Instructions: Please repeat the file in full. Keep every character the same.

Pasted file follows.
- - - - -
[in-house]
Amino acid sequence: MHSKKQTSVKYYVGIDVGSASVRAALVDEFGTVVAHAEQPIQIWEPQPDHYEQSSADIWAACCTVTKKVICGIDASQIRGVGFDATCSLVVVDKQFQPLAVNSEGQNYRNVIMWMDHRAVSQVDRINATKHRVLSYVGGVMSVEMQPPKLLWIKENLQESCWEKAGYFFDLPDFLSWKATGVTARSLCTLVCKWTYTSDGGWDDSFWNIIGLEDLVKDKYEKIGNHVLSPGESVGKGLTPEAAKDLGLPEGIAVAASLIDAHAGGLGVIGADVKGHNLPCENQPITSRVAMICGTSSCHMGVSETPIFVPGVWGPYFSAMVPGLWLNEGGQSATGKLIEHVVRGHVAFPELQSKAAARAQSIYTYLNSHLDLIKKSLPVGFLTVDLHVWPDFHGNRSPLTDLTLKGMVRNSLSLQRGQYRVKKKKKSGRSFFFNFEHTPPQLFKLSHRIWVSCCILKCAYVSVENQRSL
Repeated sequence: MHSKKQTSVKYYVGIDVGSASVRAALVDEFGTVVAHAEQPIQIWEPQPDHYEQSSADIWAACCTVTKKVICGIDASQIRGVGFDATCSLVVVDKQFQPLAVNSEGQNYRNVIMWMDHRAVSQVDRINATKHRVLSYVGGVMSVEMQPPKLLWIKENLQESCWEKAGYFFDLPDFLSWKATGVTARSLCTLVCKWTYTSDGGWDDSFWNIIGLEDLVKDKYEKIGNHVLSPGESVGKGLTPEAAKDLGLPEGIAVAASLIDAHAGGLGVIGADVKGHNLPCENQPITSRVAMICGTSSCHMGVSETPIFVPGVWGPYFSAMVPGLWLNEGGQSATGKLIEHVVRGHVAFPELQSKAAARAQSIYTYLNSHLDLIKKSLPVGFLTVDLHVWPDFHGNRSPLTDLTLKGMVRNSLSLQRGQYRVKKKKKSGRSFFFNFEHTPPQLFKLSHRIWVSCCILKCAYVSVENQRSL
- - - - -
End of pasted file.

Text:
[in-house]
Amino acid sequence: MHSKKQTSVKYYVGIDVGSASVRAALVDEFGTVVAHAEQPIQIWEPQPDHYEQSSADIWAACCTVTKKVICGIDASQIRGVGFDATCSLVVVDKQFQPLAVNSEGQNYRNVIMWMDHRAVSQVDRINATKHRVLSYVGGVMSVEMQPPKLLWIKENLQESCWEKAGYFFDLPDFLSWKATGVTARSLCTLVCKWTYTSDGGWDDSFWNIIGLEDLVKDKYEKIGNHVLSPGESVGKGLTPEAAKDLGLPEGIAVAASLIDAHAGGLGVIGADVKGHNLPCENQPITSRVAMICGTSSCHMGVSETPIFVPGVWGPYFSAMVPGLWLNEGGQSATGKLIEHVVRGHVAFPELQSKAAARAQSIYTYLNSHLDLIKKSLPVGFLTVDLHVWPDFHGNRSPLTDLTLKGMVRNSLSLQRGQYRVKKKKKSGRSFFFNFEHTPPQLFKLSHRIWVSCCILKCAYVSVENQRSL
Repeated sequence: MHSKKQTSVKYYVGIDVGSASVRAALVDEFGTVVAHAEQPIQIWEPQPDHYEQSSADIWAACCTVTKKVICGIDASQIRGVGFDATCSLVVVDKQFQPLAVNSEGQNYRNVIMWMDHRAVSQVDRINATKHRVLSYVGGVMSVEMQPPKLLWIKENLQESCWEKAGYFFDLPDFLSWKATGVTARSLCTLVCKWTYTSDGGWDDSFWNIIGLEDLVKDKYEKIGNHVLSPGESVGKGLTPEAAKDLGLPEGIAVAASLIDAHAGGLGVIGADVKGHNLPCENQPITSRVAMICGTSSCHMGVSETPIFVPGVWGPYFSAMVPGLWLNEGGQSATGKLIEHVVRGHVAFPELQSKAAARAQSIYTYLNSHLDLIKKSLPVGFLTVDLHVWPDFHGNRSPLTDLTLKGMVRNSLSLQRGQYRVKKKKKSGRSFFFNFEHTPPQLFKLSHRIWVSCCILKCAYVSVENQRSL